The Canadian Radio-television and Telecommunications Communication (CRTC) overstepped its authority when they forced the state-subsidized Canadian Broadcasting Corporation (CBC) to issue an apology over the use of the “n-word.”
During a segment aired in August 2020, two CBC hosts said the “n-word” in both French and English, for a total of 4 times. The CRTC then issued, on June 29, 2022, a decision requiring the Société Radio Canada, essentially the French version of CBC, “to provide a public written apology.”
“In addition, the Commission requires the SRC to report to the Commission, by no later than 27 September 2022, on internal measures and programming best practices that it will put in place to ensure that it better addresses similar issues in the future,” the Commission’s decision reads.
CBC reported that in response to the decision, “50 Radio-Canada personalities signed an open letter that appeared in La Presse claiming the decision threatened journalistic freedom and independence while opening the door to censorship and self-censorship.”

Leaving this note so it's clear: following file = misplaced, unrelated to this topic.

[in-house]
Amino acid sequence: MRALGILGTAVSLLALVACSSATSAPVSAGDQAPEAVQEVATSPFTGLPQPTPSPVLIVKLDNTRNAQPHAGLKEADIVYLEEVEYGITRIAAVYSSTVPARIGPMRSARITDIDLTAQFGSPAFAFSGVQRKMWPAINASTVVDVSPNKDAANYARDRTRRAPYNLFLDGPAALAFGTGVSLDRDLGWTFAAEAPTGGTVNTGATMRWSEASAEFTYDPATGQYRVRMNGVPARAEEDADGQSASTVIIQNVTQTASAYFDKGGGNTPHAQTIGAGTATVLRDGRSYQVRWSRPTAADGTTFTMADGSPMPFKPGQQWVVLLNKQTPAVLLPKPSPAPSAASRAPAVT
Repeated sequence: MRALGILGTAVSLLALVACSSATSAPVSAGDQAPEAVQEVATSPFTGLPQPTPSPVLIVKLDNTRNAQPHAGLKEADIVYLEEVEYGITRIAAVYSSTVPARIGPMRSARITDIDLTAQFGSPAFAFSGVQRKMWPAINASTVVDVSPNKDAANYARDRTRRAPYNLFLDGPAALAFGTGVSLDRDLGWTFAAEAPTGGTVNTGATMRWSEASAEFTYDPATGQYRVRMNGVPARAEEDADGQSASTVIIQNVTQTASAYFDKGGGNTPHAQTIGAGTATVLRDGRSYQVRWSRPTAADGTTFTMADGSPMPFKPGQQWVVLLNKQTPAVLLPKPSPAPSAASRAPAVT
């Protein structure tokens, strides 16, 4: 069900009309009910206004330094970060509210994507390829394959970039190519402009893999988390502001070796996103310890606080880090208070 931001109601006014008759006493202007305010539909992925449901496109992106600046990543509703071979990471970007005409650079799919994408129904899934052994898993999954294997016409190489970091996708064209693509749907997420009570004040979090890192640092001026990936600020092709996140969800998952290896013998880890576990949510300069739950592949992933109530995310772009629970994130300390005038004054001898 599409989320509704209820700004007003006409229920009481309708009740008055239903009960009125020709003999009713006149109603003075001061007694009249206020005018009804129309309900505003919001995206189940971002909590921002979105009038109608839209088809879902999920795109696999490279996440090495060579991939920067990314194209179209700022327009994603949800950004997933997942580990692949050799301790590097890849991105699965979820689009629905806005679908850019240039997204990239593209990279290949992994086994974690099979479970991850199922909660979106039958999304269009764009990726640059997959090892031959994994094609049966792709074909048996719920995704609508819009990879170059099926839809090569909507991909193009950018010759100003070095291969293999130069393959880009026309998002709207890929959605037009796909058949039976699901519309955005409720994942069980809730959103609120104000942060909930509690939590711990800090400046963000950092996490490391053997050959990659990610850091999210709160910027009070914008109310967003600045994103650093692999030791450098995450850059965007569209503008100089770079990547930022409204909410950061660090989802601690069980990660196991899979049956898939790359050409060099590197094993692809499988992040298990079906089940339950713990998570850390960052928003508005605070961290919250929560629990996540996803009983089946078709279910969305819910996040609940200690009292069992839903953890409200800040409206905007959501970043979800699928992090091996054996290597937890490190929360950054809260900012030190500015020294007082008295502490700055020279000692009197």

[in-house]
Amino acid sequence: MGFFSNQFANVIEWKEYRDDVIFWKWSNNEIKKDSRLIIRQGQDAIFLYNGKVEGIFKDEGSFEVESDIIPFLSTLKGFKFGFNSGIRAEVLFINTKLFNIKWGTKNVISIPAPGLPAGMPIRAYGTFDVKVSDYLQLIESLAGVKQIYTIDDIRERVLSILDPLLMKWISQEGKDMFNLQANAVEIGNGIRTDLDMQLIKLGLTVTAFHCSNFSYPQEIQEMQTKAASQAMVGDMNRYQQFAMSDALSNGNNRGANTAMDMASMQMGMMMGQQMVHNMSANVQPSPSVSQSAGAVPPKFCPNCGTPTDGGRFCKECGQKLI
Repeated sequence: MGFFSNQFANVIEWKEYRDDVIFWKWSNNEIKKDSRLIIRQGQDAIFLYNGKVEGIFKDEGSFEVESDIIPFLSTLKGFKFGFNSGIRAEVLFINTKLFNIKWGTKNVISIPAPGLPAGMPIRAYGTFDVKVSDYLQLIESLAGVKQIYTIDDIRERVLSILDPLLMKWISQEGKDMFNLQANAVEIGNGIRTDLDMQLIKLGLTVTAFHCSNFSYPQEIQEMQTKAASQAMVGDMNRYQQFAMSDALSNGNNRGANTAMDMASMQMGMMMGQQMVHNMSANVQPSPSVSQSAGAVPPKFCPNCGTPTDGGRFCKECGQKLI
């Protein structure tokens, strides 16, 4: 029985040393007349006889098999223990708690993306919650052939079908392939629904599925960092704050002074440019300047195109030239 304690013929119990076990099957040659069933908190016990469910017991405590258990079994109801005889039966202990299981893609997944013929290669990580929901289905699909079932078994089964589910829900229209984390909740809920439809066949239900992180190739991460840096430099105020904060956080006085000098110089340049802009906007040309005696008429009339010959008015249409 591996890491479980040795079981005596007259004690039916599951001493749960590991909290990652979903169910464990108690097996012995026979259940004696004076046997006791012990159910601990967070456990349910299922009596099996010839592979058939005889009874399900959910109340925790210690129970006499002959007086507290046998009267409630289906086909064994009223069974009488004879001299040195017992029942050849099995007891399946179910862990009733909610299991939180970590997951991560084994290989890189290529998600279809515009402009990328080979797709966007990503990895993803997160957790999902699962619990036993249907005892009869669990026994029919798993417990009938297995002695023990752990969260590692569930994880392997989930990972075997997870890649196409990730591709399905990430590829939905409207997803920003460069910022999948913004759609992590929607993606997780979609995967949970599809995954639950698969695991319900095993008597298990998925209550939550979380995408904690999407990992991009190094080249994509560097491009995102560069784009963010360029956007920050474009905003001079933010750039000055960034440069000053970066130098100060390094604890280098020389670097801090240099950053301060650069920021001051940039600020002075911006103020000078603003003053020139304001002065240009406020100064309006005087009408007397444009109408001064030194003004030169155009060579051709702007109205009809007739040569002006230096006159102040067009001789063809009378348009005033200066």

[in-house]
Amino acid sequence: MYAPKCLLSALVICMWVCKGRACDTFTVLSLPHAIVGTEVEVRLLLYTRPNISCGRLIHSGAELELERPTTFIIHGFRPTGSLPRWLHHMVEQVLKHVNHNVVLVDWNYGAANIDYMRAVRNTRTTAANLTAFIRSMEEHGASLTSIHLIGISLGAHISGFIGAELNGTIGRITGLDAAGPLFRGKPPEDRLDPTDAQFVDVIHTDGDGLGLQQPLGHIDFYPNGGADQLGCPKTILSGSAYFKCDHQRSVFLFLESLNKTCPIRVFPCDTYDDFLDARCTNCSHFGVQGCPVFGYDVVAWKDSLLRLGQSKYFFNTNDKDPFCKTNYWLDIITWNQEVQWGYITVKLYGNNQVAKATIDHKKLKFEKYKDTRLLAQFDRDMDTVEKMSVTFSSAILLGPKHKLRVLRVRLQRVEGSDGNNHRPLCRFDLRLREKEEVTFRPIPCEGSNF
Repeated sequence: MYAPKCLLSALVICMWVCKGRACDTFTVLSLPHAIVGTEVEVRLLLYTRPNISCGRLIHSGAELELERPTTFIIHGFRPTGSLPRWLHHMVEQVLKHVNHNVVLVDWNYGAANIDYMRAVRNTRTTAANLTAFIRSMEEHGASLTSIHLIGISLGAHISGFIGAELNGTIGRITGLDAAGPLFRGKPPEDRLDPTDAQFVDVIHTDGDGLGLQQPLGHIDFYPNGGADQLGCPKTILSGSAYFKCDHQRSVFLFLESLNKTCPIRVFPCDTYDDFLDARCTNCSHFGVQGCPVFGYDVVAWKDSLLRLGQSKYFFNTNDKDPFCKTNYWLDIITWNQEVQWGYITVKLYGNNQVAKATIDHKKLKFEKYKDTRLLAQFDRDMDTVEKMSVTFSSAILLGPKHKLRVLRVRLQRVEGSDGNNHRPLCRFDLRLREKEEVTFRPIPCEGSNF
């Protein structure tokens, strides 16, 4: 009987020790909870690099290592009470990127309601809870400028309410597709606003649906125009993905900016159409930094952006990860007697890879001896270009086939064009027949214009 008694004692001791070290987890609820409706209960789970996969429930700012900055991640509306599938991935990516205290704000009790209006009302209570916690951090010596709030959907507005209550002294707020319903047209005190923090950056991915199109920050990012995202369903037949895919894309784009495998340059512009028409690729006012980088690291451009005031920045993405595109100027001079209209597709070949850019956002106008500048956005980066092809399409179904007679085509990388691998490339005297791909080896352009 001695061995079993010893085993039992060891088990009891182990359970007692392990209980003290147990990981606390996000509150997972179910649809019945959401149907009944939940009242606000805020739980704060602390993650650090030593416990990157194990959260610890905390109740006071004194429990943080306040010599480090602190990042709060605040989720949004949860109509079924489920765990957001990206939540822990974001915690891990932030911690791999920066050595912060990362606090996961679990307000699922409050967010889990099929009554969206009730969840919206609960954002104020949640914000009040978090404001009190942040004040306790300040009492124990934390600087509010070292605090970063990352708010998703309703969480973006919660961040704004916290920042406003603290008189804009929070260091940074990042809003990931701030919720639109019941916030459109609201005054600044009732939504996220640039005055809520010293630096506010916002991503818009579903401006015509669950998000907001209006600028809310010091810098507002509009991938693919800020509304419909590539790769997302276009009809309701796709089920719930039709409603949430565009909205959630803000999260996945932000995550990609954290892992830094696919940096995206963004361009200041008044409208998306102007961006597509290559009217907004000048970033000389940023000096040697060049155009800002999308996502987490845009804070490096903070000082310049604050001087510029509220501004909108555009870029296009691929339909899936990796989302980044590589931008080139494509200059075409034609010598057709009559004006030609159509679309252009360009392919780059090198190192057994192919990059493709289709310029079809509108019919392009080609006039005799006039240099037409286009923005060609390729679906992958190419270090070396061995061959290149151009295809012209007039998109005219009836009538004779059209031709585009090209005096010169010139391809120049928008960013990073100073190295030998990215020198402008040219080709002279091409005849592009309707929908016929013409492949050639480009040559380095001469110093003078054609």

The office of the Attorney General of Canada now finds that the CRTC overstepped its authority when issuing the June 29 decision.
The Attorney General asked the Federal Court of Appeal to “set aside” the CRTC’s decision. A lawyer said it is unlikely that the Court of Appeal will go against the AG’s position, reportedly.
The CRTC is also, involuntarily, at the heart of another hot topic in Canadian politics, which is Bill C-11.
Bill C-11, an online regulation bill sponsored by Heritage Minister Pablo Rodriguez, would essentially give the CRTC more power to censor and regulate the internet.
As the Senate of Canada explains, “Bill C-11 would give the CRTC new powers, including the ability to impose financial penalties against people and businesses that violate certain provisions of the Broadcasting Act or its regulations.”
University of Ottawa law professor Michael Geist, when discussing the bill, said that "This is government moving into an area where they are regulating the speech, frankly, of everyday users."